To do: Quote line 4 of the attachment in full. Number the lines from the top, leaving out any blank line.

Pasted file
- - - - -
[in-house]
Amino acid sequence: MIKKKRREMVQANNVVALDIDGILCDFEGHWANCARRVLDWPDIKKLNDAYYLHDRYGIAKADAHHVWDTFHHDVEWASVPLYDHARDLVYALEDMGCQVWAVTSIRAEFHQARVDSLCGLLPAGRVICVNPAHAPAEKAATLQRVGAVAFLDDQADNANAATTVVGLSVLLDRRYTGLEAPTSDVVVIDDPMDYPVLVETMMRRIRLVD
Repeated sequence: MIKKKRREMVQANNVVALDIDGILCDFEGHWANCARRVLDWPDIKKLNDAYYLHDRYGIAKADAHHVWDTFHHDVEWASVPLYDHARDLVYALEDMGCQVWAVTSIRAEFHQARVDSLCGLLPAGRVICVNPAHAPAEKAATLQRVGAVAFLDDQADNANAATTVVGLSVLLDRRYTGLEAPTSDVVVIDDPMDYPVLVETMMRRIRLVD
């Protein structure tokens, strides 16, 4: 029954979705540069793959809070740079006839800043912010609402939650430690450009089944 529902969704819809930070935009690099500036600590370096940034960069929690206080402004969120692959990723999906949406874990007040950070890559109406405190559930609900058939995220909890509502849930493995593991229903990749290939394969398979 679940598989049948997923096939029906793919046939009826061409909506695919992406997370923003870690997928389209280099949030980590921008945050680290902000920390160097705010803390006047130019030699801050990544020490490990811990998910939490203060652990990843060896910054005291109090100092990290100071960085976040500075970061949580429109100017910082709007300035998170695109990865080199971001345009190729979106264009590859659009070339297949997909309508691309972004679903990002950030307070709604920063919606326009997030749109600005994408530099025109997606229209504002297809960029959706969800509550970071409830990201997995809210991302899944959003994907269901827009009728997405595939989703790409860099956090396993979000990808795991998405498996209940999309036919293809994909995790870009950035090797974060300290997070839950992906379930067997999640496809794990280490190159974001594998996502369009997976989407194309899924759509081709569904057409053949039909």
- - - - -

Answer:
């Protein structure tokens, strides 16, 4: 029954979705540069793959809070740079006839800043912010609402939650430690450009089944 529902969704819809930070935009690099500036600590370096940034960069929690206080402004969120692959990723999906949406874990007040950070890559109406405190559930609900058939995220909890509502849930493995593991229903990749290939394969398979 679940598989049948997923096939029906793919046939009826061409909506695919992406997370923003870690997928389209280099949030980590921008945050680290902000920390160097705010803390006047130019030699801050990544020490490990811990998910939490203060652990990843060896910054005291109090100092990290100071960085976040500075970061949580429109100017910082709007300035998170695109990865080199971001345009190729979106264009590859659009070339297949997909309508691309972004679903990002950030307070709604920063919606326009997030749109600005994408530099025109997606229209504002297809960029959706969800509550970071409830990201997995809210991302899944959003994907269901827009009728997405595939989703790409860099956090396993979000990808795991998405498996209940999309036919293809994909995790870009950035090797974060300290997070839950992906379930067997999640496809794990280490190159974001594998996502369009997976989407194309899924759509081709569904057409053949039909």